Natural sounds such as birdsong can improve your mental health

Listening to birdsong significantly reduces anxiety and paranoia, according a new German study.

 The Hoopoe bird (photo credit: Wikimedia Commons)
The Hoopoe bird
(photo credit: Wikimedia Commons)

Don’t just watch the birdie – listen to it. Hearing birdsong can not only improve people’s moods but also minimize paranoia, according to researchers at the Max Planck Institute for Human Development in Germany. 

In the study led by author Emil Stobbe, a doctoral fellow at the Lise Meitner Group for Environmental Neuroscience that studies the effects of the physical environment on the individual, the researchers examined how traffic noise and birdsong affect mood, paranoia and cognitive functioning by carrying out a randomized online experiment with 295 participants.

The participants heard six minutes of either typical traffic noise or birdsong with varying numbers of different traffic sounds or birdsongs. Before and after hearing the sound clips, they filled in questionnaires assessing their mental health and performed cognitive tests. 

The study was published in the journal Scientific Reports under the title “Birdsongs alleviate anxiety and paranoia in healthy participants.”

Mental health [illustrative] (credit: PIXABAY)Mental health [illustrative] (credit: PIXABAY)

“Everyone has certain psychological dispositions. Healthy people can also experience anxious thoughts or temporary paranoid perceptions,” said Stobbe. “The questionnaires enable us to identify people’s tendencies without their having a diagnosis of depression, anxiety and paranoia and to investigate the effect of the sounds of birds or traffic on these tendencies.”

The impact of environmental influences on psychological well-being and cognition in humans have for a long time been neglected in traditional psychology, the team wrote.

“At present, human living environments are changing drastically. According to the UN, 2007 was a turning point for humankind as for the first time the majority of the global population lived in urban areas. By 2050, it is estimated that 68% of the world's population will be living in cities. In Europe, the urbanization rate is already as high as 75%.

"Urbanization coincides with increasing rates of mental illness," they added. An earlier review from 2005 came to the conclusion that about 30% of the incidence in schizophrenia may be attributed to urban factors in interaction with genetic liability and social adversity.”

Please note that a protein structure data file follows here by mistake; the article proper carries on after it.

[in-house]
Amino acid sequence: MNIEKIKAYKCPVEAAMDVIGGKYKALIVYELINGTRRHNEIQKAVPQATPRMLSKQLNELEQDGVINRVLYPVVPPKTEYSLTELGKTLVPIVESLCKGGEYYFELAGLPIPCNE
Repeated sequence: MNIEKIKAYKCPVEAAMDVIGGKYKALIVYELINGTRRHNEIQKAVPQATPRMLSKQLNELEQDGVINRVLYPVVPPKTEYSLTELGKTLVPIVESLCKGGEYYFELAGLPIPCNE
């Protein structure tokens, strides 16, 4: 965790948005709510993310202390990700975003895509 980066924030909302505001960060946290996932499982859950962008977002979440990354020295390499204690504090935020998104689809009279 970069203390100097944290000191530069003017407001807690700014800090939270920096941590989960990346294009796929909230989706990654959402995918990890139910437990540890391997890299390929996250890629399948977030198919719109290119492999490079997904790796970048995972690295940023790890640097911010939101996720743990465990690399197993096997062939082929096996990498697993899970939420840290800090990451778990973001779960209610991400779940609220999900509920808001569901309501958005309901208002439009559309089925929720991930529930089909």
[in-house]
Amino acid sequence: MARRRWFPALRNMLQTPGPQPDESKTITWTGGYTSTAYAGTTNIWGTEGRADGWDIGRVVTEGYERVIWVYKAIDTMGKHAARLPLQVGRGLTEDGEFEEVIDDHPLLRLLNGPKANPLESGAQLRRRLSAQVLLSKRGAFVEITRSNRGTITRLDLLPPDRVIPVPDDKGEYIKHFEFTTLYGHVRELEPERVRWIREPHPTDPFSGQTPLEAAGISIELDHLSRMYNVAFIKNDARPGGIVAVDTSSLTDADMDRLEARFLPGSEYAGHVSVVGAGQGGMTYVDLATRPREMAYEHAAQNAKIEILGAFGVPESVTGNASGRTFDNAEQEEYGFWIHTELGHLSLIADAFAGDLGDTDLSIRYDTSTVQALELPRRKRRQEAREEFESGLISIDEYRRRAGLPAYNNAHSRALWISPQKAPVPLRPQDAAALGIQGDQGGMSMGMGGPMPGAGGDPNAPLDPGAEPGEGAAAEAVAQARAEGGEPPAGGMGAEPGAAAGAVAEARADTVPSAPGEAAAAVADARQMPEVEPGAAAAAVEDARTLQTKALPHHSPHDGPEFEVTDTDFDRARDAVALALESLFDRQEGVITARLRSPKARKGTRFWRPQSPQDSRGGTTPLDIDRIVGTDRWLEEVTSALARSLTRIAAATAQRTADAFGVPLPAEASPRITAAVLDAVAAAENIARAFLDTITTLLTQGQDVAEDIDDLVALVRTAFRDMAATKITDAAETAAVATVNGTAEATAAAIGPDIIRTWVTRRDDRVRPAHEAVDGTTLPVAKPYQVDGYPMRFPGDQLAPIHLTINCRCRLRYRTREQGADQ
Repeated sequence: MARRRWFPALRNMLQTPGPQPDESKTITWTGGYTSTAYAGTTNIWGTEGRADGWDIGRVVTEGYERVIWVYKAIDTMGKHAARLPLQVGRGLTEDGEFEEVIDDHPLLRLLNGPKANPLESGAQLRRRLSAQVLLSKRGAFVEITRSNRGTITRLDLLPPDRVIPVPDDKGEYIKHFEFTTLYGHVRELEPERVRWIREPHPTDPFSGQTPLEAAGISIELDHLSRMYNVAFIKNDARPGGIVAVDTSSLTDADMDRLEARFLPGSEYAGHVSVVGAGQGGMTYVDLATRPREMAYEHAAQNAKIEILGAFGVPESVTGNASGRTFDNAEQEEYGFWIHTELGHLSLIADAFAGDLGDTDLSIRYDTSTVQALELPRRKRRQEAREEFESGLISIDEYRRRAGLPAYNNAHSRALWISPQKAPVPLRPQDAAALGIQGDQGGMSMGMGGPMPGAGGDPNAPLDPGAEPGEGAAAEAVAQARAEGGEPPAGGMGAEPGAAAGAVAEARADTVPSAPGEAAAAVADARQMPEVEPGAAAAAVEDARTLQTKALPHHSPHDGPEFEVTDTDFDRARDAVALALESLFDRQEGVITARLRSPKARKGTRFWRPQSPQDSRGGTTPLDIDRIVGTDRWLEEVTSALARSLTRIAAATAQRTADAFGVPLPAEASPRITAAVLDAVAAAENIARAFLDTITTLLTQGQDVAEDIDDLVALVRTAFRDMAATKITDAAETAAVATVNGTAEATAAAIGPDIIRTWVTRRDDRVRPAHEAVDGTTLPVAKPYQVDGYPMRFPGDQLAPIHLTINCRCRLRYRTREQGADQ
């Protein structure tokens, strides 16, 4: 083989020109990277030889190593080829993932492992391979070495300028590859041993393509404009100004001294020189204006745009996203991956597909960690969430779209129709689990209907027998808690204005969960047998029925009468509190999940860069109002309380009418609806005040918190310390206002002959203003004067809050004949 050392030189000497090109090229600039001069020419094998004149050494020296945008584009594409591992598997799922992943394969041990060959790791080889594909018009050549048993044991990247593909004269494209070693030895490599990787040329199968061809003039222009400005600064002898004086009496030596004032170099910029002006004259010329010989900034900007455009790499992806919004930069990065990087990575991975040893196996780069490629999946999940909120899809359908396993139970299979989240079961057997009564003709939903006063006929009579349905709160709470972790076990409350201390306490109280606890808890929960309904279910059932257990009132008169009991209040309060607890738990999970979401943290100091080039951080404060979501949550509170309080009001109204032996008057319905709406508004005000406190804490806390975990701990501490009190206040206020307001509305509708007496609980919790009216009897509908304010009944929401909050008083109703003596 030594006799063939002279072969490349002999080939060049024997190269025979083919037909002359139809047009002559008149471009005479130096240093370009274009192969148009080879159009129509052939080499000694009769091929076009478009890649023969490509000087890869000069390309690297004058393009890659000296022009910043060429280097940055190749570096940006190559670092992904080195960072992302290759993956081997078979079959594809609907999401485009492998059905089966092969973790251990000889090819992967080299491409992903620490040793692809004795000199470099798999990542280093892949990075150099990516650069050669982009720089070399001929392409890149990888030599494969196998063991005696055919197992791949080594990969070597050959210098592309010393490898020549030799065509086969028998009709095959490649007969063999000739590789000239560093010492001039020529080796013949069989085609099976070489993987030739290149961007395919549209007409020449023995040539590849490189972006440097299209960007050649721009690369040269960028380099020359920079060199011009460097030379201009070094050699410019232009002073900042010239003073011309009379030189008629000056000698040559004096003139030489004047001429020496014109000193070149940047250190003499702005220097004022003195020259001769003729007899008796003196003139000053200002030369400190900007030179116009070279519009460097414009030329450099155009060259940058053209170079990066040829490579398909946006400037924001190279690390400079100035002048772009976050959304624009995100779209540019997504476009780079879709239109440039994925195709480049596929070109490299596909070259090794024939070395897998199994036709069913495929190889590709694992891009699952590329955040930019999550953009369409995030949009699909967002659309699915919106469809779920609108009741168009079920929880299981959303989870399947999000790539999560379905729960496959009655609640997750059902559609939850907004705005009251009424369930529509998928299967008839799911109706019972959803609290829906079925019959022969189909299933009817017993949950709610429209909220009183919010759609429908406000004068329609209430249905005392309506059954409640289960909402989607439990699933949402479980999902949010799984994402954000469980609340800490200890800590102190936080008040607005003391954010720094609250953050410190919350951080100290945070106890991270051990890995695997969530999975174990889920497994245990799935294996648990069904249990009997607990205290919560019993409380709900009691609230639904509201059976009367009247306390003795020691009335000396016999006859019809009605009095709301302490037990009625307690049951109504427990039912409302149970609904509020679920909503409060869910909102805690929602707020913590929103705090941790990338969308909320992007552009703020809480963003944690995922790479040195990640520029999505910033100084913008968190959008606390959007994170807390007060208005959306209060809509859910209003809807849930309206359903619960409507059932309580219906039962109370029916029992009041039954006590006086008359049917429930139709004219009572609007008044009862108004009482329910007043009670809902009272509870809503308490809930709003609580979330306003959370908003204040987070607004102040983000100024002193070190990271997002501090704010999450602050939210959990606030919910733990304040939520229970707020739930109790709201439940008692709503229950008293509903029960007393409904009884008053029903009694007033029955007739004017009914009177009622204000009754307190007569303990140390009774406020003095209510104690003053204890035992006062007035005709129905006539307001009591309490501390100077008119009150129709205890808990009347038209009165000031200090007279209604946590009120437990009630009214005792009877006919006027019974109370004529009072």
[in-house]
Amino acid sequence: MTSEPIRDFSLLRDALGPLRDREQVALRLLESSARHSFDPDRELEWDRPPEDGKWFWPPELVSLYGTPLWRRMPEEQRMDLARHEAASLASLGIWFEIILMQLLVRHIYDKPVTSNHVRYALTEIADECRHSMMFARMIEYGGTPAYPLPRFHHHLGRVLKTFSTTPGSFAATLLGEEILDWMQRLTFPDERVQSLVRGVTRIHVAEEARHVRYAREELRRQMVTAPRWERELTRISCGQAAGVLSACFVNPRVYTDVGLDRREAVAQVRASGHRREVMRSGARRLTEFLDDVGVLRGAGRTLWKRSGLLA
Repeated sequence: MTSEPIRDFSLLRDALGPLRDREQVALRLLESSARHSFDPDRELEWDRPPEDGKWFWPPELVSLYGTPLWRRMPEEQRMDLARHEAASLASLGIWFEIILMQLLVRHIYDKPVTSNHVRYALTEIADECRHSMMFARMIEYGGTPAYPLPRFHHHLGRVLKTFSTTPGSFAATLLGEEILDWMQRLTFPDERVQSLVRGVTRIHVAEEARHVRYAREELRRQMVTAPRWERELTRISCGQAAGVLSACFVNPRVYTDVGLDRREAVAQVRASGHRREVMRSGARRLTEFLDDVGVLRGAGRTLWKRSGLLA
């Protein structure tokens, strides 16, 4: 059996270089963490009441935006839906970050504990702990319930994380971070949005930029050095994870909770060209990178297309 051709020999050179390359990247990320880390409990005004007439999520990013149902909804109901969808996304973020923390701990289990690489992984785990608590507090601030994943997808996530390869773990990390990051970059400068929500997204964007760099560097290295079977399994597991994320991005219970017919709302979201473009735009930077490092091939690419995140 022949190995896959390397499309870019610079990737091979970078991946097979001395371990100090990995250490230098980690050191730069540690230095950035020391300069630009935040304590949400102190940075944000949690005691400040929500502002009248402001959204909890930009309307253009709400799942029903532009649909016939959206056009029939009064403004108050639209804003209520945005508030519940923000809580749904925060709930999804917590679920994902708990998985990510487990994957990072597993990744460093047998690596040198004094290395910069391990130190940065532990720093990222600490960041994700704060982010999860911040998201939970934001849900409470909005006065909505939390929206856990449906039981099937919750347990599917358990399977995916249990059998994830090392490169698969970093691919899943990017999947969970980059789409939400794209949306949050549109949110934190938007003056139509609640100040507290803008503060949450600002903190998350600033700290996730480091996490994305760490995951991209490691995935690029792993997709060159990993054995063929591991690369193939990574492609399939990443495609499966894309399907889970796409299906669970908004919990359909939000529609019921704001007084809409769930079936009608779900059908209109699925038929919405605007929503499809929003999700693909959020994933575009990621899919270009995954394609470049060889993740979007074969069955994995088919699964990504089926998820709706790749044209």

The new German study suggested that listening to birdsong significantly reduces anxiety and paranoia in healthy participants. Birdsong did not appear, however, to have an influence on depressive states. Traffic noise, however, generally worsened depressive states, especially if the audio clip involved many different kinds of traffic sounds. The positive influence of birdsong on mood is already known, but to the best of the authors’ knowledge, this study is the first to reveal an effect on paranoid states. This was independent of whether the birdsong came from two or more different bird species.

The researchers also found that neither birdsong nor traffic noise influenced cognitive performance.

The team offered an explanation for this phenomenon – birdsong is a “subtle indication of an intact natural environment, detracting attention from stressors that could otherwise signal an acute threat, they wrote.  “Taken together, the results suggest interesting avenues for further research and applications such as the active manipulation of background noise in different situations or the examination of its influence on patients with diagnosed anxiety disorders or paranoia.

Can birdsong be used to prevent mental disorders?

Birdsong could also be applied to prevent mental disorders, they continued. 

Listening to an audio CD would be a simple, easily accessible intervention. “But if we could already show such effects in an online experiment performed by participants on a computer, we can assume that these are even stronger outdoors in nature,” said Stobbe. 

We were recently able to perform a study showing that a one-hour walk in nature reduces brain activity associated with stress,” added the research group’s head Simone Kühn. “We cannot say yet which features of nature – smells, sounds, color or a combination thereof – are responsible for the effect. The present study provides a further building block to clarify this issue,” continued Kühn.

“What is clear is that nature improves mental health and well-being. So let’s go for a walk in green surroundings.”